If you're looking to invest in a company, you want to know that you're getting a realistic view of its past performance and its growth prospects. The most obvious place to look for this is in the accounts. But there are many crafty and legitimate little tricks that smart directors can employ to flatter their reported profits.
Here are three of the most common methods that firms can use to cook the books without breaking any rules and how you as an invesor can see through them.
Booking long-term contracts
Let's say you are the head of a firm that has won a three-year contract to make and install industrial conveyor belts for a big aircraft manufacturer. You expect to make a total profit on the contract of £100m. But how do you show this over three years? To book a £100m profit the minute you win the work seems imprudent you may suffer huge cost overruns and never actually make it. Equally, only booking it once the work is done seems a little cautious.
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So you book it as you go along. But how? Accountants allow at least two methods. The first is to book profit on the basis of work completed. So say you expect to complete 40% of the work in year one, 30% in year two and 30% in year three. You could allocate your profits in proportion, so £40m, £30m and £30m. Nice and simple but it doesn't give a very flattering profits profile.
The other option is for the finance director to allocate profits on the basis of the percentage of total costs incurred. Say that's 20% in year one, 35% in year two and 40% in year three. Now the profit profile looks more like £20m, £35m and £40m. That's a better profile profits seem to be growing fast even if the end result is to allocate £100m of profits over three years in both cases.
Some firms love to buy other firms. It's more exciting than growing organically'; it's faster and it generates juicy fees for bankers. But there's another benefit too it allows the firm to flatter profits.
Let's say a firm buys another one on 30 June 2013. The target earned £100m in 2012, and expects to earn the same in 2013 and 2014. Under the accounting rules, the acquiring company should record none of the target's 2012 profits as its own, because it didn't own the company then. It should record half of 2013's profits (reflecting the six months for which it will own it) and all of 2014's profits when it is the full owner.
So the company gets to add £50m to its overall profits in 2013, and £100m in 2014. That makes the company look as if it's growing fast, even though profits for the acquired firm are flat in each year.
Provisions for shocks
A third way a firm can massage profits is by using provisions. Say a firm expects to shut down a key piece of plant and clean up the surrounding site. Accountants suggest the costs are taken as a hit to profit as soon as they are known, so that shareholders don't get a nasty shock later this is known as provisioning'. By taking the hit now, the firm creates a special reserve that can absorb the costs as they come through. But firms can also use this to smooth' their profit profile.
Say the firm makes an unusually high profit of £2m in 2013. It takes a £1m hit against that for cleaning costs. It then incurs actual decommissioning costs of £500,000 in 2014 and £400,000 in 2015. In 2014, operating profits drop back to £1m. The £500,000 in costs is paid from the special reserve. In 2015, operating profits fall further, to just £0.9m. But the £400,000 in costs is more than covered by the remaining £500,000, so an extra profit of £100,000 comes from the leftover provisions. So the firm has used provisions to turn an uninspiring profits profile of £2m, £1m, then £0.9m into £1m, £1m and £1m a big improvement.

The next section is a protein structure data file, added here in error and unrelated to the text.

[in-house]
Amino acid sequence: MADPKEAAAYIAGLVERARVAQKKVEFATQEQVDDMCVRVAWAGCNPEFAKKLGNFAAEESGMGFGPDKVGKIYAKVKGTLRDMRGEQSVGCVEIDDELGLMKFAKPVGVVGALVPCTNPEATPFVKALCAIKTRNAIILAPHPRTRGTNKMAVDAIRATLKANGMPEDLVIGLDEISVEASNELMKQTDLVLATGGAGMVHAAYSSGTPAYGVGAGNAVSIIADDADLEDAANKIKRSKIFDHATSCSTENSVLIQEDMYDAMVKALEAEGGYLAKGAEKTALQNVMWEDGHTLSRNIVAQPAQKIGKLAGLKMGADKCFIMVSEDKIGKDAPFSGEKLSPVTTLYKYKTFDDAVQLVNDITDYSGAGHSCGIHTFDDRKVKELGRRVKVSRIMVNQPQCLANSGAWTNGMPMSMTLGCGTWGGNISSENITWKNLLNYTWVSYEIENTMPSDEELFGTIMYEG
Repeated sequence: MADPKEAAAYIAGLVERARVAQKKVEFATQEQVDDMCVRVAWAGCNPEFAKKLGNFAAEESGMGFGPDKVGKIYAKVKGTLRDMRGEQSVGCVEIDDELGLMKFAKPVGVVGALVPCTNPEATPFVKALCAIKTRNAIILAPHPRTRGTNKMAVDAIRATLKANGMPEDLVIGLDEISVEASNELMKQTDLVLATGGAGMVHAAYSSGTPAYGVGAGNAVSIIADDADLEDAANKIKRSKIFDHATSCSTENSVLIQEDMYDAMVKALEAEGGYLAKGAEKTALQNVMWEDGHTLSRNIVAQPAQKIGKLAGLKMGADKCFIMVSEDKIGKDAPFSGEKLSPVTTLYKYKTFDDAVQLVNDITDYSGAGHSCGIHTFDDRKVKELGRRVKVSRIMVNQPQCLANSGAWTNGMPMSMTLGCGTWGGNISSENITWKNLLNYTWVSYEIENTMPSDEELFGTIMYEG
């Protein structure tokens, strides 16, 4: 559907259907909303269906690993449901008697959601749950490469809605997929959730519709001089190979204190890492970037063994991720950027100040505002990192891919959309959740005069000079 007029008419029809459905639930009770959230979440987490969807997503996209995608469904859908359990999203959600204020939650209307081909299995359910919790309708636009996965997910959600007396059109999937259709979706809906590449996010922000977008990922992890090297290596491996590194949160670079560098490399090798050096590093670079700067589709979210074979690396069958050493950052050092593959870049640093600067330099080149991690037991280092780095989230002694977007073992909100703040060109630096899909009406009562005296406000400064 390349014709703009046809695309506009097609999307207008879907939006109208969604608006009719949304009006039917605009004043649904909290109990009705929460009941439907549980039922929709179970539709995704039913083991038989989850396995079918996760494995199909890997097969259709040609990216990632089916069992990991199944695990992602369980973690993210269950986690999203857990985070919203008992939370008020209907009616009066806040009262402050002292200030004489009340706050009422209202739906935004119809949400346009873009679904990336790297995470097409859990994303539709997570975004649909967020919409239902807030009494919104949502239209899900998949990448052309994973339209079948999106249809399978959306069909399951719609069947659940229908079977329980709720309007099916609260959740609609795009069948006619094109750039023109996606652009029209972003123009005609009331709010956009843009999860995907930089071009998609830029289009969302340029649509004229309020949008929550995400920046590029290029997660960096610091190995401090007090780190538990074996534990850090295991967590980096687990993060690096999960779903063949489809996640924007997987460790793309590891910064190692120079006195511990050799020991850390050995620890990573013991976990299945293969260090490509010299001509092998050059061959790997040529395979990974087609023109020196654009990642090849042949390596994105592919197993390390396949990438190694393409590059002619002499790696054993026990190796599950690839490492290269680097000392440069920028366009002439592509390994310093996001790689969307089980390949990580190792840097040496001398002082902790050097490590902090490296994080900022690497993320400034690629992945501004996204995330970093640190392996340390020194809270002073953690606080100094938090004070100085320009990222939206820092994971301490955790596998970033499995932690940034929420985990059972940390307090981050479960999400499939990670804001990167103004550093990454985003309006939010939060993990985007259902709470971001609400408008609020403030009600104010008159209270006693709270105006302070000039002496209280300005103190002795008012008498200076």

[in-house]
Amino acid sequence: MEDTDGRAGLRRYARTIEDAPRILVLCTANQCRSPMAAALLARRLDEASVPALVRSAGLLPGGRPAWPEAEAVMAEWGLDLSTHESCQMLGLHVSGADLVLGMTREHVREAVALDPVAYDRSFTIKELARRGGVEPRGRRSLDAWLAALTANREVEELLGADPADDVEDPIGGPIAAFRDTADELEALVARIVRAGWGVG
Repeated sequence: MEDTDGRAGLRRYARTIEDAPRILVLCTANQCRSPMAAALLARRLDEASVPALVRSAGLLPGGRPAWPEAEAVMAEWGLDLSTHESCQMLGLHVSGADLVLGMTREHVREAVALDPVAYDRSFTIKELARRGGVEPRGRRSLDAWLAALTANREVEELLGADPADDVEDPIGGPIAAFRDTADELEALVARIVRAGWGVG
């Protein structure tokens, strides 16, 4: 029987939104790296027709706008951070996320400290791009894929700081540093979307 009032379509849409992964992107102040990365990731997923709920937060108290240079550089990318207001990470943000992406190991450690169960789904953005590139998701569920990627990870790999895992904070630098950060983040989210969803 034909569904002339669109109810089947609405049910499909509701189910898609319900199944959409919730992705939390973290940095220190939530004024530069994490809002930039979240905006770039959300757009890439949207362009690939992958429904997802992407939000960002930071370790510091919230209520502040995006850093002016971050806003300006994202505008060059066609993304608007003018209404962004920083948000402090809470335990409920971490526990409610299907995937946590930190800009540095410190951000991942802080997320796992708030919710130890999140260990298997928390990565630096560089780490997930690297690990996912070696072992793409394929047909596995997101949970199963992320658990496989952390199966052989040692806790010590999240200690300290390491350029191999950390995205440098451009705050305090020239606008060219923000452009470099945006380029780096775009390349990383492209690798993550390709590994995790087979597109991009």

The reorganisation costs will be shown as exceptional' on the profit-and-loss account, but can still easily fool an investor who focuses on the net profit result alone. So what should you do about all these sleights of hand?
How to see the real picture
Firstly, don't rely on just one, or even a few years' earnings, when making an investment decision. Most sets of accounts include a five-year summary, which will give you a broader picture. Yes, these can also still be made to present the picture the directors want you to see, but they represent a good starting point.
How you can be fooled by provisions
Companies can manipulate 'provisions' to create the profit profile they want investors to see.
When it comes to making a buying decision, many investors rely on price/earnings (p/e) ratios. The problem is, these use just one year's earnings, which could be subject to the kind of flattery I have described above. A Shiller (or cyclically adjusted') p/e, on the other hand, uses an earnings figure averaged over ten years. This takes out some of the impact of most short-term accounting funnies and is yet another reason we like it as a valuation measure.
Another good idea is to check a firm's cash flow, not just its profits. Cash flows are much harder to manipulate. An obvious red flag is where you see a smooth upward profits trend and very volatile cash flows energy giant Enron was a classic case in point just before it collapsed.
Overall, the thing to remember is that a profit-and-loss account allows a firm's directors to paint the picture they want you to see. Your job as an investor is see the real picture.
Tim graduated with a history degree from Cambridge University in 1989 and, after a year of travelling, joined the financial services firm Ernst and Young in 1990, qualifying as a chartered accountant in 1994.
He then moved into financial markets training, designing and running a variety of courses at graduate level and beyond for a range of organisations including the Securities and Investment Institute and UBS. He joined MoneyWeek in 2007.
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